- DO keep copies of any documents related to your accident. This includes medical bills, repair estimates, car rental receipts, insurance policies, letters, and/or accident reports.
- DO follow your doctor’s advice for treatment of your injuries. If you fail to follow your doctor’s advice and your injury doesn’t heal properly or worsens, the value of your claim may be lessened or you may lose your chance at compensation.
- DO talk to a lawyer. Representation from a personal injury lawyer with experience handling insurance claims will give you the best chance at getting the compensation you deserve.
Insurance Claim Don’ts
- DON’T admit fault. In the immediate aftermath of an accident, you may be in shock or confused. You may think you know what happened, but the investigation could uncover a different set of facts. If you admit fault early on, you may actually be wrong — and you may have cost yourself the chance at a claim for compensation when it turns out your injuries were caused by someone else.
- DON’T try to negotiate directly with the person who caused the accident. An individual isn’t likely to be in a position to properly assign a value to your claim. His or her goal is going to be to get out of the situation as painlessly as possible. Submit your claim to the person’s insurance company. Illinois has laws governing the claims process that insurance companies have to follow. You’ll be in a much better position to get your claim paid if you go through insurance than trying to deal directly with the person who caused your accident. If the person doesn’t have insurance, talk to your own insurance company. You may be able to get your bills paid through your own insurance and then let your insurance company go after the person who caused the accident. Above all, talk to a lawyer. You’ll get the best outcome when you let a lawyer handle negotiations for you.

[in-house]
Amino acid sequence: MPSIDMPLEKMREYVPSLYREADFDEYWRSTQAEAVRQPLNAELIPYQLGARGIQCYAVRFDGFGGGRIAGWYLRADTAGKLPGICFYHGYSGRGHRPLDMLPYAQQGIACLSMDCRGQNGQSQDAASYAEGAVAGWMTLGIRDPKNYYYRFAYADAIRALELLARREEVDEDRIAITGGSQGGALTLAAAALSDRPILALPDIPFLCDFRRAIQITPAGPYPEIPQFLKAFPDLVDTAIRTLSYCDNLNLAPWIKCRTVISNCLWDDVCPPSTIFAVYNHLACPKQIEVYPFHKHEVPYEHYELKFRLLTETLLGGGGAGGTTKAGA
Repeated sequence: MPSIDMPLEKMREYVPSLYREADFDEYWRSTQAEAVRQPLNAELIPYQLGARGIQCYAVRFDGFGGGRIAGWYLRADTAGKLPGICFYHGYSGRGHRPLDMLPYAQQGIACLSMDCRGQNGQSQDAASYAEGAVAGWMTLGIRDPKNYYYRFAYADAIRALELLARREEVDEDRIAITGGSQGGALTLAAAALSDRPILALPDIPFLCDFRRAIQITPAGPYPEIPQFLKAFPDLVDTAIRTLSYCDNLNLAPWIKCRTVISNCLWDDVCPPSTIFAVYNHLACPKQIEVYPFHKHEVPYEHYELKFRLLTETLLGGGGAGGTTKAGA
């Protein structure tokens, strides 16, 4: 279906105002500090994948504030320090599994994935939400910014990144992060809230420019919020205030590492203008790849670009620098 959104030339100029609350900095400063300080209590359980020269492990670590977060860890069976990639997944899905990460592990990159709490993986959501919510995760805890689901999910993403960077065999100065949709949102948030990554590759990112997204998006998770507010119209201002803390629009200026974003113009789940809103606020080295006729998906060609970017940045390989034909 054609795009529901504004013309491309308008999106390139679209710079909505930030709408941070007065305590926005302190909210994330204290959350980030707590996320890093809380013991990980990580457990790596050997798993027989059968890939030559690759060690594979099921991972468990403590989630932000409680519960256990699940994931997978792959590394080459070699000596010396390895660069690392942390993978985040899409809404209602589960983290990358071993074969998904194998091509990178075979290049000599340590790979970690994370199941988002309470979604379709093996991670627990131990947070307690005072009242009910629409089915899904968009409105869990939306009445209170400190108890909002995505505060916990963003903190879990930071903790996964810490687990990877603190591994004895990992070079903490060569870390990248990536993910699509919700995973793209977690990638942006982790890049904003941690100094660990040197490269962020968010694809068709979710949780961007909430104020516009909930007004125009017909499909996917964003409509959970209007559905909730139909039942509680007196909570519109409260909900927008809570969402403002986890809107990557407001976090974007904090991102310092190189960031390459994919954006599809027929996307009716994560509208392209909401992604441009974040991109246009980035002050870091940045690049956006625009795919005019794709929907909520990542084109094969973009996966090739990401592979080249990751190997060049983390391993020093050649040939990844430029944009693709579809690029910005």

- DON’T automatically accept the insurance company’s estimate of the value of your claim. The company’s job is to minimize the amount it pays out. Your claim may in fact be worth more. DO talk to a personal injury lawyer about the potential value of your claim.
- DON’T miss doctor’s appointments or engage in activities that might make your injuries worse or delay your recovery. This could affect your ability to receive full compensation for your injuries.
- DON’T sign any settlement documents or cash insurance checks without consulting a lawyer first. If you sign a settlement or cash a check, that’s the end of your claim and you may still have ongoing or future medical expenses that will then come out of your own pocket. A lawyer can help determine whether the settlement offer is fair and whether you might have a claim for additional expenses.
- DON’T delay exploring whether you may have claim. If you wait too long, you may miss the legal deadline for filing a lawsuit. Once that deadline passes, you’re barred from recovering compensation. Talk to a lawyer as soon after the accident as is feasible.
- DON’T sign a blanket medical authorization. The insurance company isn’t necessarily entitled to all of your medical records — only the ones related to the accident. Your medical records contain deeply personal information. Talk to a personal injury attorney before signing any medical authorization to make sure your privacy is protected.